9. I too hope that discs don’t disappear anytime soon. The breadth of catalog that you’ve already mentioned is one reason, as is the general quality of streaming. I’ve found time when movies will take quite awhile to buffer, will stop and start or change quality without warning. I blame most of that on my network provider, and some of it on my playback devices (i.e. Apple TV seems to stutter more than the XBOX which will switch quality).

    My wife and I have actually upgraded to the 2-discs at a time plan to accommodate the size of our queue.

  10. Discs have add’l content that is not available by streaming. I only take advantage of this occasionally, but the director’s/actors’ commentary is often quite interesting.

  11. I’m pretty sure that partialobs is wrong about Netflix being covered under the doctrine of first sale for their DVDs, because they’re renting the DVDs out rather than selling them, which requires a special license.

    Nevertheless, I can’t imagine Netflix dropping DVDs for quite a while. That business is still profitable in itself and, as others have mentioned, covers some use cases that streaming can’t replace (bad broadband or the tech-illiterate).

  12. Amazon has a lot of movies available for streaming that Netflix doesn’t. My movie watching has been split halfway between them and Amazon. Maybe that’s the solution? Competition? And movie studios offering streaming directly, plus sites like the Criterion Collection’s?

  13. > Maybe that’s the solution? Competition?

    No, that’s what I call fragmentation. I am supposed to have a half-dozen monthly fees, and the occasional PAYG fee for special movies? I say I’ll simply miss certain shows, and hope the inconvenience reduces viewership across the board and everyone wises up and licenses instead.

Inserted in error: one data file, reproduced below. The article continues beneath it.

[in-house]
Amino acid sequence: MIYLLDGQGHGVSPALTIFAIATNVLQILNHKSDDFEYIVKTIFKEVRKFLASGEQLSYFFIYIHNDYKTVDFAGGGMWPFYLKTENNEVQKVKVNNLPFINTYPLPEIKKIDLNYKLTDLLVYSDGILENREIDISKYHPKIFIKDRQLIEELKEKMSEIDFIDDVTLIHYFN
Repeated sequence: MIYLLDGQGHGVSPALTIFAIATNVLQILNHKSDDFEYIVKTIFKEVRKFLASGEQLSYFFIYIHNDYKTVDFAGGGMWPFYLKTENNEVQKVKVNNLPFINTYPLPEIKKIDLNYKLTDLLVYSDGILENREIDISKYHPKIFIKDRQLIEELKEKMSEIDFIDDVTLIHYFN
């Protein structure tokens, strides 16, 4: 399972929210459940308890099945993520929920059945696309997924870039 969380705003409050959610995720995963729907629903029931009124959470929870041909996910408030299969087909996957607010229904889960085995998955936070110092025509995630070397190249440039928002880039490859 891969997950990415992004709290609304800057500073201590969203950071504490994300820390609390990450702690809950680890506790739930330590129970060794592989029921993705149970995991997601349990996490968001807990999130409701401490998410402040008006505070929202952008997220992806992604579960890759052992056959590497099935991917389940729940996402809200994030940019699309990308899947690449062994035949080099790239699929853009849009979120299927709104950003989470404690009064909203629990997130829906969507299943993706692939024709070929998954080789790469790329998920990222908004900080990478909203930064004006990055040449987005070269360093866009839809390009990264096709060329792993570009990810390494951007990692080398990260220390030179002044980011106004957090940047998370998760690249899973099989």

14. Just to clarify what I mean by quality: I am talking about compression, not pixel dimensions.

    On some nights, Netflix takes up a huge amount of all net traffic (it’s 20% and going up). I’m not sure cable/DSL providers can keep up with NF’s growing demand. It sure seems to my eyes that NF is doing some additional video compression to deliver their video with as few buffering interruptions as possible, sometimes with noticeable compression artifacts. They certainly compress more than a DVD/Blu-Ray disk does, and at peak times I wouldn’t be surprised if they optimized performance by compressing their streams a little extra.

    My expectation is that (a) consumer adoption of streaming video, (b) capacity of the ISPs, and (c) NF’s license library will all grow at about the same rate. If (b) doesn’t keep up, however, I think we’re going to see further reductions in quality via increased compression. And if the movement towards net neutrality loses ground, the ISPs will almost certainly put the throttle down on Netflix, who if that 20% number is true is single-handedly costing them billions by increasing capacity demand faster than they ever imagined.

    I’m not an expert on all this, so I am of course talking out of my ass.

  15. I have NF and use its streaming content almost exclusively. From time to time I do come across titles that are not yet available (House 🙁 ), but we can’t expect instantaneous perfection. I applaude their efforts thus far and am eagerly awaiting the day that all titles can be available through their streaming service.

  16. I’ve been thinking of this as well, and I think this might be where the local video store can come back into some good use. I’m talking about the good, quirky, local store, not some Blockbuster-type. Just from my own use, I’ve started frequenting our local store (after not going to one for about five years) for those times we want to watch something right now, but it isn’t on instant watch (or pay-per-view or xbox).